The Biden regulations
The Biden Administration regulations, which will take effect on December 28, will codify the 80/20 Rule and will add a new limitation not contained in any DOL guidance issued until now – that employers cannot apply the tip credit to time spent performing side duties if the time exceeds 30 consecutive minutes. The regulations also codify definitions of “tip-producing work” and “directly supporting work,” two terms that are critical to application of the 80/20 Rule and the 30-consecutive-minute limitations.
Employees who perform “tip-producing work” -- that is, work that qualifies for the tip credit -- include servers, bartenders, nail technicians, bussers, parking attendants, service bartenders, and hotel bellhops. Notably, the regulations say that the lists are illustrative and not exhaustive. For servers, tip-producing work includes providing table service, such as taking orders and making recommendations, and serving food and beverages.
“Directly supporting work” is properly subject to the tip credit, but only within the time limitations of the 80/20 Rule and the new 30-minute rule. The regulations again provide a list of illustrative but not exhaustive examples. “Directly supporting work” for restaurant servers includes dining room prep work, such as refilling salt and pepper shakers and ketchup bottles, rolling silverware in napkins, folding napkins, sweeping or vacuuming under tables in the dining area, and setting and bussing tables.
The regulations make clear that the 80/20 analysis is to be applied on a workweek basis by calculating 20 percent of the time spent in the workweek for which the employer has applied a tip credit. For example, 20 percent of 40 is 8. If a server works 40 hours in the workweek, and if 10 of those hours are spent on “directly supporting work,” the employer may be able to apply a tip credit for 8 hours of the “directly supporting work” but would have to pay at least the minimum wage for the extra two hours of “directly supporting work.”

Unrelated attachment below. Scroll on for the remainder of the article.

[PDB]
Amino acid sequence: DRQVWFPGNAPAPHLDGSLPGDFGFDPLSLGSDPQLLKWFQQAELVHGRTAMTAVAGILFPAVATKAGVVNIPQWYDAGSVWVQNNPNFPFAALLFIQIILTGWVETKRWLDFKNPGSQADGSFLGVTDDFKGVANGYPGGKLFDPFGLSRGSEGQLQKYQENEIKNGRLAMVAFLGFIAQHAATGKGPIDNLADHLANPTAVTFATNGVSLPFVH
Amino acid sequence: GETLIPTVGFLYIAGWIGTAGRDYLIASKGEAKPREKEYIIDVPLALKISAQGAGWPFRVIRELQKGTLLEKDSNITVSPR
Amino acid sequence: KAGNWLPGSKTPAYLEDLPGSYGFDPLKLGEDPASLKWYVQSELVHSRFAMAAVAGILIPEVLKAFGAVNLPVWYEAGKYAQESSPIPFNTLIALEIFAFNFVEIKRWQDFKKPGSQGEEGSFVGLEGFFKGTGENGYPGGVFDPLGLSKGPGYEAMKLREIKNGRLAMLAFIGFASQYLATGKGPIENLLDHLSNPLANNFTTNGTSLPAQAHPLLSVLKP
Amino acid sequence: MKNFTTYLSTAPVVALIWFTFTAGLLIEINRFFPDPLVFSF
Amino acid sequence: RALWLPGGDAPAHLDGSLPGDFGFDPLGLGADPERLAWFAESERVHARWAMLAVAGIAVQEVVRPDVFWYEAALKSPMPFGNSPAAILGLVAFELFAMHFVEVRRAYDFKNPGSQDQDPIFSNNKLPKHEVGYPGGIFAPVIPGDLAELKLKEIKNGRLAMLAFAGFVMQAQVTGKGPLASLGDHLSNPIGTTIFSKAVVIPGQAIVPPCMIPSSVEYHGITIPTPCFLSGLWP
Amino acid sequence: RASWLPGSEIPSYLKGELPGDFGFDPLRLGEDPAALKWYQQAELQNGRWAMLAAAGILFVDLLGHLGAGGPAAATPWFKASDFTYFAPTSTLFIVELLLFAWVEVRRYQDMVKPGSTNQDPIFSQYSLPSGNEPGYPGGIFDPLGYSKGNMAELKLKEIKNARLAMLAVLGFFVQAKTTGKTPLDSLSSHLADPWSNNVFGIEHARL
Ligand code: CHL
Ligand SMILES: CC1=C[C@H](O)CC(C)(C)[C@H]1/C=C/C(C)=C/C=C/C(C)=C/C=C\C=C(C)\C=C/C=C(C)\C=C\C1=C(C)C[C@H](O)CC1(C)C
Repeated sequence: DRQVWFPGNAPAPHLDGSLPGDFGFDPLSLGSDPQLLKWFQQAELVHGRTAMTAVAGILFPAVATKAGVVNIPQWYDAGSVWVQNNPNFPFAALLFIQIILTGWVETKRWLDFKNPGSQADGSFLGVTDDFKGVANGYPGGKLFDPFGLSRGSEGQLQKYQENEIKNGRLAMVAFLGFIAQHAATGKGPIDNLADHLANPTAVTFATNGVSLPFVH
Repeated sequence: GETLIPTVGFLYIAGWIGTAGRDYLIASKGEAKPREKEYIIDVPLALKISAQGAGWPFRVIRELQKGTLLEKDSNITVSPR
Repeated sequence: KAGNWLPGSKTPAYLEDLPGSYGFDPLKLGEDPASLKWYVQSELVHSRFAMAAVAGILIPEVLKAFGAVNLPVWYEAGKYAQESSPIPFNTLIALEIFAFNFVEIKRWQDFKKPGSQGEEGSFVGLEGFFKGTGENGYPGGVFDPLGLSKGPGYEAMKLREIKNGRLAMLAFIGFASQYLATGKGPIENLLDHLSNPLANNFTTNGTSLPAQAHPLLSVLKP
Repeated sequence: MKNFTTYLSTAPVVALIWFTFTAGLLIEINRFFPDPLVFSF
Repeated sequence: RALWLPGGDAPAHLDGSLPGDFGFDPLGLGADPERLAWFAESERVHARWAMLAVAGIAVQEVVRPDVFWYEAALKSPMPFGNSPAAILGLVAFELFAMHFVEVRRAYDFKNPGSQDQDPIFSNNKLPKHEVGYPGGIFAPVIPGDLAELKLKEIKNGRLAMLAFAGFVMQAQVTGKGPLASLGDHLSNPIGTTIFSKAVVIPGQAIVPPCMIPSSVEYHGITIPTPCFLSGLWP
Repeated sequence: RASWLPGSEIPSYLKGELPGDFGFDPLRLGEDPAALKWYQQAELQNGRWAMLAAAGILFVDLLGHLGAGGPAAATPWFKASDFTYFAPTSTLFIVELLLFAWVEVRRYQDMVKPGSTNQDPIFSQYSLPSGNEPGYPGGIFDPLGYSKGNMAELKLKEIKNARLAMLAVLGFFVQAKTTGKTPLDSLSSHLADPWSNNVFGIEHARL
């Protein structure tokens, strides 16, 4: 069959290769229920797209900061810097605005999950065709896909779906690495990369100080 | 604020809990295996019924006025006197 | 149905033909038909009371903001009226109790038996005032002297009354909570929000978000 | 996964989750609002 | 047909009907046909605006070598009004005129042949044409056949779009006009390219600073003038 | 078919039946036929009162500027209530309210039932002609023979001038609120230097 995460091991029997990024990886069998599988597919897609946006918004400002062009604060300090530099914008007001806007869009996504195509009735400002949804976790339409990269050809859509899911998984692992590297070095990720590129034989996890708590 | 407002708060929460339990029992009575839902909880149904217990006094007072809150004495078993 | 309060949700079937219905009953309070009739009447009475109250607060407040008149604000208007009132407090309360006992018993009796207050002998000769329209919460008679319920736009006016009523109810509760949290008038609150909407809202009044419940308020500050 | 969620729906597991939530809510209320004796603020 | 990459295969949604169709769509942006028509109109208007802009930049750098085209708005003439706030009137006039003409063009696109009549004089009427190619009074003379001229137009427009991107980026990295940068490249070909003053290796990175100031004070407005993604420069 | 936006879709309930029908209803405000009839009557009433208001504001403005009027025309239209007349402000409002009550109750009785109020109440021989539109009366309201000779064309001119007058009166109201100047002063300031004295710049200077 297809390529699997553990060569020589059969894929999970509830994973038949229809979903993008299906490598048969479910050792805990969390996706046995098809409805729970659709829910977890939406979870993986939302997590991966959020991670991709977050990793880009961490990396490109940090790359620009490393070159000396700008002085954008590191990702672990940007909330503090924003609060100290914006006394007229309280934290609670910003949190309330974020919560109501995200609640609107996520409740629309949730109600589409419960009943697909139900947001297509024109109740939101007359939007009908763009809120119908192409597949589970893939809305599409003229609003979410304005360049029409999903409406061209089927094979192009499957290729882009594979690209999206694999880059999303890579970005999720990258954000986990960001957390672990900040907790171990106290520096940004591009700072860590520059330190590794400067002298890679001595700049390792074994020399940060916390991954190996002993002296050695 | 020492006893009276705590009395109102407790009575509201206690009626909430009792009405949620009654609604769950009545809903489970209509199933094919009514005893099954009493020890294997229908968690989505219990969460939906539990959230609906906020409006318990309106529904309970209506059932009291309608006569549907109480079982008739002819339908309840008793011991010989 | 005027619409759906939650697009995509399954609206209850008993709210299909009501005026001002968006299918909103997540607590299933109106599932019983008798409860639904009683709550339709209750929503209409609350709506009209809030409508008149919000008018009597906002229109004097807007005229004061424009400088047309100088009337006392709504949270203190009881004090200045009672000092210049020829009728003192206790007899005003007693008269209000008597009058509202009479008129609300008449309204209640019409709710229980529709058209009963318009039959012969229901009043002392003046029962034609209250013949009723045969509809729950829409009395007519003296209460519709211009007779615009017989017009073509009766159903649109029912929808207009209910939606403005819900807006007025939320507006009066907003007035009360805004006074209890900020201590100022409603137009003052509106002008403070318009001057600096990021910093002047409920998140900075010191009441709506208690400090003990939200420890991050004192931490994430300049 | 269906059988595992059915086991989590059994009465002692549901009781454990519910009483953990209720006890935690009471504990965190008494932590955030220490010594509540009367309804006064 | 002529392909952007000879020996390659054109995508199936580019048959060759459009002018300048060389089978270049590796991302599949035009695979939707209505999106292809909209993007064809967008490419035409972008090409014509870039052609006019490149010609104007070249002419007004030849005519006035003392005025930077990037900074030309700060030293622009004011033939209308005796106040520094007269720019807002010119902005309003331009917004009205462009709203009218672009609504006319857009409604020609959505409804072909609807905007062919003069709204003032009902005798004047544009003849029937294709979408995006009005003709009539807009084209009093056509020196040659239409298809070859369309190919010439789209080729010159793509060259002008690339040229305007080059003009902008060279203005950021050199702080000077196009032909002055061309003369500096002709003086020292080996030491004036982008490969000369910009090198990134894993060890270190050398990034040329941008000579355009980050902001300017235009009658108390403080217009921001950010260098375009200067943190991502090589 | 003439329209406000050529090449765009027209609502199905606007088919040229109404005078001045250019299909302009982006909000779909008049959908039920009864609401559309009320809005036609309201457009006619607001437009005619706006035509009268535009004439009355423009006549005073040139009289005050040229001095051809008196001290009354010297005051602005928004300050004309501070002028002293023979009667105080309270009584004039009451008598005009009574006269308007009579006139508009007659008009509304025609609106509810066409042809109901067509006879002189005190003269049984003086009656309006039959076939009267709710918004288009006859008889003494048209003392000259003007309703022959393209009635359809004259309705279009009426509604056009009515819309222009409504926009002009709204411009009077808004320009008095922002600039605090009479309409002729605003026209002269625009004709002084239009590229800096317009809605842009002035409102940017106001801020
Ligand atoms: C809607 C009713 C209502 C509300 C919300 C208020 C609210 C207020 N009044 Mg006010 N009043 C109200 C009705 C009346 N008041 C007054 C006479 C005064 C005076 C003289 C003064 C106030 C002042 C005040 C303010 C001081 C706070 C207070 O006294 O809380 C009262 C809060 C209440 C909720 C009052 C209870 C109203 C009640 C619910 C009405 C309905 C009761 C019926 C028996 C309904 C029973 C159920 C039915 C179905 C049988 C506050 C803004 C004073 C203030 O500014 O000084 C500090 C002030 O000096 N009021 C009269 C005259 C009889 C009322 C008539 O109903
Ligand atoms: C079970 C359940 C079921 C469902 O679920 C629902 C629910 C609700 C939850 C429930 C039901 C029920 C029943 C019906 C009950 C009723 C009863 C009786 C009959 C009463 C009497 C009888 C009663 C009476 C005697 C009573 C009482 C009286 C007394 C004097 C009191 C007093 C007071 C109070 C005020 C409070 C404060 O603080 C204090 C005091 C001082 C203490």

In addition, the tip credit cannot be applied to any time spent performing “directly supporting work” for a continuous period of time that exceeds 30 minutes. Notably, any such time, along with any hours worked for which no tip credit was applied, are excluded in calculating the 20 percent tolerance.
Finally, the regulations make clear that no tip credit may be applied for time spent in work that the DOL considers to be not part of the tipped occupation at all -- in other words, any work that does not meet the definition of “tip-producing work” or “directly supporting work.” The regulations provide another illustrative but not exhaustive list of examples for restaurant servers, which includes preparing food (including salads), and cleaning the kitchen or restrooms.
Unfortunately, the new regulations appear to do very little in the way of preventing continued litigation. The regulations provide one seemingly bright-line rule – that a tip credit should not be applied to tipped employees for more than 30 minutes before the arrival of customers or guests, or for more than 30 minutes after their departure. That straightforward rule aside, the regulations are expected to result in litigation over whether a particular job task fits within the definition of “tip-producing work,” “directly supporting work,” or “work that is not part of the tipped occupation.” The other obvious area for potentially endless disputes is over the manner in which employers track and measure the time spent performing “directly supporting work” in order to determine whether the work exceeds the 20 percent or 30-minute limitations.
It remains to be seen whether the validity of the regulations will be challenged in court.